going to plot a table of values to identify the points through which this graph
passes. Weβll need to do this for a
variety of values of π₯. Letβs start with π₯ equals
zero. Thatβs π of zero equals
negative two times zero squared plus nine times zero minus seven. And thatβs negative seven. So when π₯ is equal to zero,
the value of the function is negative seven. And that actually means that
the π¦-intercept of our function is negative seven.

But of course the other
technique we couldβve used is to identify that for the function ππ₯ squared
plus ππ₯ plus π, the π¦-intercept has coordinates zero, π. Either technique here,
substituting or identifying the feature of the graph, is equally acceptable.

Weβre now going to choose some
positive and negative values of π₯ to satisfy each of the graphs weβve been
given. First, letβs substitute π₯
equals negative three into the function. We get negative two times
negative three squared plus nine times negative three minus seven. Thatβs negative 52. Similarly, letβs substitute π₯
equals negative two. When we do, we find that π of
negative two is negative 33. And that means our graph must
pass through the point negative two, negative 33. Substituting the remaining
values, and we see that π of negative one is negative 18, π of one is zero, π
of two is three, and π of three is two. Plotting the values that we can
on our graphs, and we see we disregard option (C) completely. We notice itβs the wrong side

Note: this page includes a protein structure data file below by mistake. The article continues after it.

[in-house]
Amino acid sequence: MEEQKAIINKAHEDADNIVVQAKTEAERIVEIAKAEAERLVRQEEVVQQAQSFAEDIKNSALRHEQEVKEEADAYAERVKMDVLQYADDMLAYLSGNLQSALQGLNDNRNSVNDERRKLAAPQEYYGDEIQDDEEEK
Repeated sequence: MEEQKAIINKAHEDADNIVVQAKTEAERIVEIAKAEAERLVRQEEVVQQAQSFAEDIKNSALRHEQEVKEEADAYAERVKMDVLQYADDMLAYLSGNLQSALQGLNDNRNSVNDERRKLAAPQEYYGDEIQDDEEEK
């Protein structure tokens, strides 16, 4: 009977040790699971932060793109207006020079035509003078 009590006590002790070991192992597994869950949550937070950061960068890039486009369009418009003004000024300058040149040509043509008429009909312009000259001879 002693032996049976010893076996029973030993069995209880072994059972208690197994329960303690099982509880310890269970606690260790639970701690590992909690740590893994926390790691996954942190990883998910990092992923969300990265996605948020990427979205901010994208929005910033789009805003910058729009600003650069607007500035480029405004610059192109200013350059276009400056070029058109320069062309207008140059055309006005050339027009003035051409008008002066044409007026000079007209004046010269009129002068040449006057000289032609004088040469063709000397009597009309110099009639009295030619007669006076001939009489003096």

of the π¦-axis. And in fact the graph that does
pass through these points is graph (A).

Now, in fact, there was an
alternative method here. We began by identifying the
shape of the graph. We saw that it opened
downward. And we found the value of its
π¦-intercept. We could also have set π of π₯
equal to zero to find the value of the π₯-intercepts. Doing so wouldβve given us π₯
equals one and π₯ equals 3.5, which once again matches function (A). So the graph that represents
the equation given is graph (A).

Letβs finish by recapping some of
the key points from this lesson. In this lesson, we learned that a
quadratic function is of the form ππ₯ squared plus ππ₯ plus π, where π is not
equal to zero. We learnt that all quadratics are
in the shape of a parabola, and they open upwards when π is positive and down when
π is negative. And we learned that whilst we could
set π₯ equal to zero to find the value of the π¦-intercept for the equation π¦
equals ππ₯ squared plus ππ₯ plus π, the π¦-intercept actually has coordinates
zero, π.

We learned that the value of the
π₯-intercepts, if they exist, can be found by solving π of π₯ equals zero. We learned also that graphs of
quadratics have a single point called the vertex, and the sign tells us whether this
will be a maxima or a minima. This vertex lies halfway between
the π₯-intercepts. And of course quadratics are
symmetric in the vertical line that passes through this vertex, which we call the
axis of symmetry.